Tour directors Tiger Baker and Kris Wylie thanked the ownership and staff at Diamond Billiards for their hospitality, as well as sponsors Predator Cues, Viking Cues, Tiger, Simonis Cloth, Aramith Balls, Diamond Billiard Products, Ozone Billiards, Kamui Tips and George Hammerbacher (Advanced Pool Instructor). The Action Pool Tour will conclude its 2018 season with a $10,000 Top 64 Invitational Tournament, scheduled for the weekend of December 15-16 at Q Master Billiards in Virginia Beach, VA (NOTE: The date was changed from its original, Dec. 8-9).

Aranas drops in on the Action Pool Tour and goes undefeated to claim event title.

(l to r): Reymart Lim, Raymond Walters, Zoren James Aranas

In his first-ever appearance on the Action Pool Tour (APT), Zoren James Aranas from the Philippines went undefeated through a strong field of 48 entrants, beginning what proved to be a six-match march to the winners' circle with an opening round shutout, and finishing with victories over the APT's top-ranked player, Shaun Wilkie in the hot seat match, and Reymart Lim in the finals. The Aug. 5-6 event, Stop # 8 on the APT, was hosted by Q Master Billiards in Virginia Beach, VA.
 
In a concurrently-run Ladies event that drew 10 entrants, USA Atlantic Cup Challenge team member Sierra Reams avenged an opening round loss to Gwen Townsend to defeat her in the finals and capture the Ladies' title. Reams also competed in the Open event.
 
In the Open event, after shutting out Leo Taborn, Aranas defeated Chad Pike and Greg Sabins, both 9-2, to arrive at a winners' side semifinal with an aggregate score of 27-4. Aranas faced Bill Duggan. Wilkie, in the meantime, who'd played an extra preliminary round, had defeated Roy Taylor, Jim Bilderback, Nilbert Lim and Dwight Cherry to arrive at his winners' side semifinal with an aggregate score of 36-13, and faced Reymart Lim. Aranas sent Duggan to the loss side 9-4, and faced Wilkie, who'd sent Lim over 9-7. Aranas claimed the hot seat 9-6 over Wilkie and waited on what turned out to be Reymart Lim's return.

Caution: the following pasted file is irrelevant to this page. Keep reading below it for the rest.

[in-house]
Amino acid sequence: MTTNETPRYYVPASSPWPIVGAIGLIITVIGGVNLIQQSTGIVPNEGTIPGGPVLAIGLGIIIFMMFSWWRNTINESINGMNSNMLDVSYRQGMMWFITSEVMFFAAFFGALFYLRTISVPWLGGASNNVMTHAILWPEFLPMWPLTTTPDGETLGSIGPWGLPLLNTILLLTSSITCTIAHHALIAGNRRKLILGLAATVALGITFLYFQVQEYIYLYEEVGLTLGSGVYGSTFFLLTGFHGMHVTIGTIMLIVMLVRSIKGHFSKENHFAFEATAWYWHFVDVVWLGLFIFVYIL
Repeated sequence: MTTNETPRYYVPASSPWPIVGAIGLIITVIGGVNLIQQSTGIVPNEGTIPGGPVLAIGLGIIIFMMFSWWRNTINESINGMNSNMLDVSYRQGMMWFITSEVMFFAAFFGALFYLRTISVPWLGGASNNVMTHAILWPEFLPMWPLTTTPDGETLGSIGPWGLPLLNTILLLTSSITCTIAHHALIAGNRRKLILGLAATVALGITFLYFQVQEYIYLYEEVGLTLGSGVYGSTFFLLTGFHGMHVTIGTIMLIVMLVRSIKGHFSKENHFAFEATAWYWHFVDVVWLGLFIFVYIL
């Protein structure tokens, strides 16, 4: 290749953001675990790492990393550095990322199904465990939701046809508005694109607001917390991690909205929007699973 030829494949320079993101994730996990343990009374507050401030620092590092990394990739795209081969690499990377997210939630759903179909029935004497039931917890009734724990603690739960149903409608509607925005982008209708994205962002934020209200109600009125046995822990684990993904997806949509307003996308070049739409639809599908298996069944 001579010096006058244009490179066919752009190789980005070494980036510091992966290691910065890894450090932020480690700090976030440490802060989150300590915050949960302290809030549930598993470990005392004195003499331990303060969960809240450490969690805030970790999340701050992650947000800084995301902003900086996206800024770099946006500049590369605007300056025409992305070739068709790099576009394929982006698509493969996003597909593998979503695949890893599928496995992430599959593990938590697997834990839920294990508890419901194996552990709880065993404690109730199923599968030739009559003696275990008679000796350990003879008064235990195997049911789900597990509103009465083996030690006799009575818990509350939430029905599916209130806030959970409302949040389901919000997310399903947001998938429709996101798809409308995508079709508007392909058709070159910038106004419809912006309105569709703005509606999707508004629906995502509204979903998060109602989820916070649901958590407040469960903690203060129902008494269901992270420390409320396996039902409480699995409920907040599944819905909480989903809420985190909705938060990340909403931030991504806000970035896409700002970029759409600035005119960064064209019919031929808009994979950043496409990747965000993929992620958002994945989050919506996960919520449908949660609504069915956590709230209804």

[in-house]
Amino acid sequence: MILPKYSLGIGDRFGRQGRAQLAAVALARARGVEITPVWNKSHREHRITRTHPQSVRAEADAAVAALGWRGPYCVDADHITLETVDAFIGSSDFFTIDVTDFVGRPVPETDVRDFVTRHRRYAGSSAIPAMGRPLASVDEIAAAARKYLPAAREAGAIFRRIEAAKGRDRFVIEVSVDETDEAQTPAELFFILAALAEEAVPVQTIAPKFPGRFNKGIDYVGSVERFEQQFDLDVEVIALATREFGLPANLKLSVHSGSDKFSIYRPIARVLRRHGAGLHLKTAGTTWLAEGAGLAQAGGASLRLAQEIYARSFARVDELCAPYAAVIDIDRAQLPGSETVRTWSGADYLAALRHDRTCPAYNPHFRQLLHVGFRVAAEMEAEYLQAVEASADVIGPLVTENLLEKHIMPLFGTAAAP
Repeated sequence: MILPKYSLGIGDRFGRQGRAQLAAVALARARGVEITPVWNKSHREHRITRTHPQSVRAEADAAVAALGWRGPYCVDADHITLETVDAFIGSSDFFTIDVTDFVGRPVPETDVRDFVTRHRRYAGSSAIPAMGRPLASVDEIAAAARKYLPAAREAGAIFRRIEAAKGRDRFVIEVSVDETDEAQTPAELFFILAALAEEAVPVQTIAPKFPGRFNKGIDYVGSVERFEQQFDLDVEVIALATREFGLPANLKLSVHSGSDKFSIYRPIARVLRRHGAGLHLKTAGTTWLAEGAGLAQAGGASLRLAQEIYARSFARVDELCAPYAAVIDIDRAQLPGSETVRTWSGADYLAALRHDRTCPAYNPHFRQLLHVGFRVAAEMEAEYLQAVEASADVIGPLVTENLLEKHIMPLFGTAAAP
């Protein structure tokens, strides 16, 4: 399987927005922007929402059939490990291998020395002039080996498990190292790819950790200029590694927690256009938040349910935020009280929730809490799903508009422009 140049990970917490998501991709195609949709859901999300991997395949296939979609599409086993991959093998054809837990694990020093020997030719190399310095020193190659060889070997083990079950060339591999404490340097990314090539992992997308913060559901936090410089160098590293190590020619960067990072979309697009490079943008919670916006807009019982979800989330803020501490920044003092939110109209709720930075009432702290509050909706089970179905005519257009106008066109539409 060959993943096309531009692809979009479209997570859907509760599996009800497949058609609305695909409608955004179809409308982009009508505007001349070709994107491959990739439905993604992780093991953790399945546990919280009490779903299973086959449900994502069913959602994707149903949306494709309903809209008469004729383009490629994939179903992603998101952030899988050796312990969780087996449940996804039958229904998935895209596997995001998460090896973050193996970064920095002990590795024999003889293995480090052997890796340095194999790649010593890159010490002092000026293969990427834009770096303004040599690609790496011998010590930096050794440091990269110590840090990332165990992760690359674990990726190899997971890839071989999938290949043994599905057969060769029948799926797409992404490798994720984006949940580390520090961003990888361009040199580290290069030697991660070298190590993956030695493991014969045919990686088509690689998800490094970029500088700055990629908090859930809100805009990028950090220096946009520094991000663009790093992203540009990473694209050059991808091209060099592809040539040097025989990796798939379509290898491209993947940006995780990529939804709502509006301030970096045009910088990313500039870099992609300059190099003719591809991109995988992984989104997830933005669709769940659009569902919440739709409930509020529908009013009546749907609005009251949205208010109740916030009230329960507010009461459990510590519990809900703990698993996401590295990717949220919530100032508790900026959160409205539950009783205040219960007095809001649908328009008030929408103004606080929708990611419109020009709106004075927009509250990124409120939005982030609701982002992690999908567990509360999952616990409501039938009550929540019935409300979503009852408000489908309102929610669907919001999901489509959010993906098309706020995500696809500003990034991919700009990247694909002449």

Lim moved over to pick up RJ Carmona, who'd been defeated by Duggan in a winners' side quarterfinal, and then, on the loss side, defeated Scott Haas 7-4 and  survived a double hill match against Eric Moore to reach him. Duggan, in the meantime, picked up Dwight Cherry, who'd  navigated his way through two straight double hill matches, against Dave Hunt and Brian Dietzenbach.
 
Carmona ended up on the wrong end of his second straight double hill fight, which advanced Lim to the quarterfinals against Duggan, who'd eliminated Cherry 7-4. Lim, picking up speed, downed Duggan in the quarterfinals 7-3, and then allowed Wilkie just a single rack in the semifinals. In a single race to 11, Aranas stopped Lim's run 11-7 to claim his first APT title.
 
In the Ladies event, Gwen Townsend's defeat of the eventual winner, Sierra Reams, 6-1 in the opening round, set her (Townsend) up for a winners' side semifinal against Barbara Yeager. Daisy Lim, who'd defeated Jackie Duggan 6-3 in her opening round, faced Soo Emmitt in the other winners' side semifinal.
 
Townsend shut Yeager out and in the hot seat match faced Lim, who'd defeated Emmitt 6-3. Townsend claimed the hot seat 6-4 over Lim, and waited on Reams.
 
On the loss side, Reams got by Melissa Mason and Jen Giampa, both 6-2 to draw Emmitt. Yeager drew Duggan, who'd picked up an opening round, loss-side bye and defeated Kitty Nguyen 6-2. Reams and Yeager advanced to the quarterfinals; Reams 6-1 over Emmitt, and Yeager 6-4 over Duggan. Reams survived a double hill quarterfinal against Yeager, and then, in the semifinals, defeated Daisy Lim 6-2.  Reams completed her run, avenging her opening round loss, with an 8-6 win over Townsend in the finals.
 
A 13-entrant, Second Chance Tournament saw Nilbert Lim go undefeated through the field, downing Kenny Daughtrey in the hot seat match 4-2 and Scott Haas in the finals 6-3.
 

Wilkie and Malm come from the loss side to chalk up their third win on The Action Pool Tour

Shaun Wilkie